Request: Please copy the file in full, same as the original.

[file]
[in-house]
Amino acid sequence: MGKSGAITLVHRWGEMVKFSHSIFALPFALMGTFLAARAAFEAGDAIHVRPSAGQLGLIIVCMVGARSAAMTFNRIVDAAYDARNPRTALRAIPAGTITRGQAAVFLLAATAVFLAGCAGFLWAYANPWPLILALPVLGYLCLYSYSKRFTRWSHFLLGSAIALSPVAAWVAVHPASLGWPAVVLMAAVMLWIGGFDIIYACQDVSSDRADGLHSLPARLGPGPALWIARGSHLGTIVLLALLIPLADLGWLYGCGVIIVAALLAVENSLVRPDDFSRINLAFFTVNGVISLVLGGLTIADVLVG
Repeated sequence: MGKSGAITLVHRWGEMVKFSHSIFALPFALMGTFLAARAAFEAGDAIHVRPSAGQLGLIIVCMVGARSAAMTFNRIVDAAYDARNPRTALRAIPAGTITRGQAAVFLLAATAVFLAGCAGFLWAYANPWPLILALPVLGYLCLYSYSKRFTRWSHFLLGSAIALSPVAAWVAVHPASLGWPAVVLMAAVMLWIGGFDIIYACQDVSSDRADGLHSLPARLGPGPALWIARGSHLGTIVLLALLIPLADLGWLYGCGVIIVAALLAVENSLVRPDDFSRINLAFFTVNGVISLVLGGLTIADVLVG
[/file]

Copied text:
[in-house]
Amino acid sequence: MGKSGAITLVHRWGEMVKFSHSIFALPFALMGTFLAARAAFEAGDAIHVRPSAGQLGLIIVCMVGARSAAMTFNRIVDAAYDARNPRTALRAIPAGTITRGQAAVFLLAATAVFLAGCAGFLWAYANPWPLILALPVLGYLCLYSYSKRFTRWSHFLLGSAIALSPVAAWVAVHPASLGWPAVVLMAAVMLWIGGFDIIYACQDVSSDRADGLHSLPARLGPGPALWIARGSHLGTIVLLALLIPLADLGWLYGCGVIIVAALLAVENSLVRPDDFSRINLAFFTVNGVISLVLGGLTIADVLVG
Repeated sequence: MGKSGAITLVHRWGEMVKFSHSIFALPFALMGTFLAARAAFEAGDAIHVRPSAGQLGLIIVCMVGARSAAMTFNRIVDAAYDARNPRTALRAIPAGTITRGQAAVFLLAATAVFLAGCAGFLWAYANPWPLILALPVLGYLCLYSYSKRFTRWSHFLLGSAIALSPVAAWVAVHPASLGWPAVVLMAAVMLWIGGFDIIYACQDVSSDRADGLHSLPARLGPGPALWIARGSHLGTIVLLALLIPLADLGWLYGCGVIIVAALLAVENSLVRPDDFSRINLAFFTVNGVISLVLGGLTIADVLVG